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Hortech Gets Green Roof Grant
"We're been selling plants for green roofs for about four or five years now," said David MacKenzie, owner of the nursery. "The system that we've developed that we've gotten the grant for is brand new and we've just begun selling it. Most green roofs involve about four inches of soil on the roof top (with) the soil placed on membranes and drainage panels. Then usually what's done is, small plants are planted in that soil and then they're cultivated, and the roof becomes green over time."
With the modular system, which MacKenzie said interlocks similar to Lego building blocks, the growing process is simplified and the roof is installed green, cutting down on the time and effort spent cultivating the plants.
"You have a green roof overnight," MacKenzie said.
MacKenzie compared the process to seeding a lawn versus laying sod. A seeded green roof could take up to two to fours years to fully mature, while the LiveRoof grows in the nursery before it is exposed to the elements.
"The establishment period for planted green roofs can vary and be difficult to predict," he said. "This allows you to basically sidestep that period of maturation to derive the benefits of the green roof right away."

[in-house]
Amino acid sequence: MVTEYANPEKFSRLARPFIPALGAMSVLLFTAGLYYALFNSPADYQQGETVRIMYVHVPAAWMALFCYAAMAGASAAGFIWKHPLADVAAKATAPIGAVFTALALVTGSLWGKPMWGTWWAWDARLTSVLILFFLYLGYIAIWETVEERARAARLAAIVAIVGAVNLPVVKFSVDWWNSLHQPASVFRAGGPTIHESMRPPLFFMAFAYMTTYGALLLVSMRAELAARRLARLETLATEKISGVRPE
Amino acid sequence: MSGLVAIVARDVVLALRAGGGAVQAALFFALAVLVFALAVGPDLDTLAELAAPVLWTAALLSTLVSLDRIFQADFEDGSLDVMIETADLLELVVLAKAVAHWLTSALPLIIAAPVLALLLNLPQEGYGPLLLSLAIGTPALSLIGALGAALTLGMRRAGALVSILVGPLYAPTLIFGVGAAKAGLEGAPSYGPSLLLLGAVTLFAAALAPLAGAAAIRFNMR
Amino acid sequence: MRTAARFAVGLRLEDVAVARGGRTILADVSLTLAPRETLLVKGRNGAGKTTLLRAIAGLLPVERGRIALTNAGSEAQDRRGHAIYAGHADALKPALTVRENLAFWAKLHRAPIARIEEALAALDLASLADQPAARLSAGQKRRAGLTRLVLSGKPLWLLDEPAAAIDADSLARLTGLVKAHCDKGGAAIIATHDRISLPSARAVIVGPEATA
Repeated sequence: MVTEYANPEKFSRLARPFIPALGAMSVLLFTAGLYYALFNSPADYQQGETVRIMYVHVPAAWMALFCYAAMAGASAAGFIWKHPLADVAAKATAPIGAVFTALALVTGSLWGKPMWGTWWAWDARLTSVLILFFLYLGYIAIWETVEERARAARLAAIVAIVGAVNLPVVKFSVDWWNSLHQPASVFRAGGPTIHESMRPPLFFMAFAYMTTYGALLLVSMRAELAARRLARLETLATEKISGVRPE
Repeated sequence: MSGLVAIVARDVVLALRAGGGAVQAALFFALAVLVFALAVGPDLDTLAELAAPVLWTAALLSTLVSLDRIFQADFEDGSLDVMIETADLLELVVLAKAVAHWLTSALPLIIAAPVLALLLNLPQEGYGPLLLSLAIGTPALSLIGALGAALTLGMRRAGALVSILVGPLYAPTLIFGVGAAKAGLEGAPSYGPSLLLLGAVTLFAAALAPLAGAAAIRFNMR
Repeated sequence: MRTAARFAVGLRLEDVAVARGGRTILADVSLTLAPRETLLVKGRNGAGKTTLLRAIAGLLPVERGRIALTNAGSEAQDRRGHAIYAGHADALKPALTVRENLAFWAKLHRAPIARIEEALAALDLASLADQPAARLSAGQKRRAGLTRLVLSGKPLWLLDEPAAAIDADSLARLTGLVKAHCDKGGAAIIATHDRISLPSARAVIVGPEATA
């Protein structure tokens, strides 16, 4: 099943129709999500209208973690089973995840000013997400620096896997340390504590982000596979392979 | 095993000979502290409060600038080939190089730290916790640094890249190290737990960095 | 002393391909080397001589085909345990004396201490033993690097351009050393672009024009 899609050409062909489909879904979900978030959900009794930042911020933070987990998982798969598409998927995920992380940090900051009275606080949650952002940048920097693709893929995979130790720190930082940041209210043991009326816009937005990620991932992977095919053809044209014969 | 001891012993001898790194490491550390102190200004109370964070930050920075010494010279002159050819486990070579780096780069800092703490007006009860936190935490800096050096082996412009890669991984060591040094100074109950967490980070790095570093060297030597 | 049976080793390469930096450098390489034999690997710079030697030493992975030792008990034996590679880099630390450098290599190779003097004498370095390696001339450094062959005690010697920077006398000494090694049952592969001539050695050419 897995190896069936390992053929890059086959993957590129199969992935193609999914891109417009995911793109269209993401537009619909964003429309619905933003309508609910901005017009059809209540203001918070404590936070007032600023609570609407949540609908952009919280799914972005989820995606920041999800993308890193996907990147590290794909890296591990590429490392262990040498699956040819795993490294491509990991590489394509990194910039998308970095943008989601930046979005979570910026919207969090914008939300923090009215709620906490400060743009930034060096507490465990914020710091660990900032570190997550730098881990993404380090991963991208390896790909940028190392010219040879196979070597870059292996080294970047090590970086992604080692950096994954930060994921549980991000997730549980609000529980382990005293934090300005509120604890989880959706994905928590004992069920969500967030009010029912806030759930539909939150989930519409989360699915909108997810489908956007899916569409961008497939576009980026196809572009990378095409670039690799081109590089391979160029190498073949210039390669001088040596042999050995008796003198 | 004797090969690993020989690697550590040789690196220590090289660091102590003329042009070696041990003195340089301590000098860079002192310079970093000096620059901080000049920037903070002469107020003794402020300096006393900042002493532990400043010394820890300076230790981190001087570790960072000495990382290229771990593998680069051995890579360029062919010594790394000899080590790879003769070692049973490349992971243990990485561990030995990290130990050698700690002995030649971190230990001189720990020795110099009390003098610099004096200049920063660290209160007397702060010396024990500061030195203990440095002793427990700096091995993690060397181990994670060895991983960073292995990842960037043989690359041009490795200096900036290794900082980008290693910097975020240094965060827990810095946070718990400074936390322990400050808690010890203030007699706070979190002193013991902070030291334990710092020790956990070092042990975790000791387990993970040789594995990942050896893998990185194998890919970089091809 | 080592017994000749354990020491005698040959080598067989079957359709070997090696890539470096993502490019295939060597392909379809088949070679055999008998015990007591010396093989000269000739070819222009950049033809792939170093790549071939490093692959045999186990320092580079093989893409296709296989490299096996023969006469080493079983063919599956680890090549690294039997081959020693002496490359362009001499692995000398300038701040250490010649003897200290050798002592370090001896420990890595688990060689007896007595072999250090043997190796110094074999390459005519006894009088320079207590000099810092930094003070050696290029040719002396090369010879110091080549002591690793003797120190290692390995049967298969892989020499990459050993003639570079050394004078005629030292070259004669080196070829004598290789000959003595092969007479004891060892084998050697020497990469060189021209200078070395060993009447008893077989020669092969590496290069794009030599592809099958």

While LiveRoof weighs about 30 pounds per square foot and cannot be used on buildings that were not planned for the extra weight, MacKenzie said his company is working on a lighter-weight version.
With the $300,000 grant, the company will be able to market the product more quickly in a developing market.
"It's a huge thing for us to get this kind of a boost," he said. "It will allow us to develop our brand and be a market leader. It's going to give us the ability to create brand awareness to a degree that we wouldn't be able to otherwise."
MacKenzie said with the
Douglas Harjer, developer of VidaNova, said the pri
"The green roof is being raised in his green house now," he said. "When we put it in, in two or three weeks or whenever it is, we have an instant roof."
Harjer said he heard about MacKenzie and his system from several sources.
"When you hear about the same person from a number of different people, you start to pay attention," he said. "He's the man with the green thumb."
In addition to local architects, MacKenzie is also working with other leading nurseries that could be licensed to carry the modular systems in other areas of the country. Hortech would sell the module bases to the nurseries, which would plant and sell them.
Hortech's grant application was one of eight eligible applications received and accepted by the U.S. Department of Agriculture Rural Development, said Bobbie Morrison, rural business and cooperative specialist. The grants are part of $19.475 million in grant funds that support valued-added agricultural producers across the country.
"It is part of the Farm Bill as far as assisting the (agricultural) producers in rural areas," Morrison said. "This project began in 2001; the funding has been limited the last couple of year but this year it has increased and our applications have increased also."
Morrison said the department feels good about Hortech's product and the others that were funded, and she hopes that the grants will help the companies be successful and lay the foundation for future funding and more projects.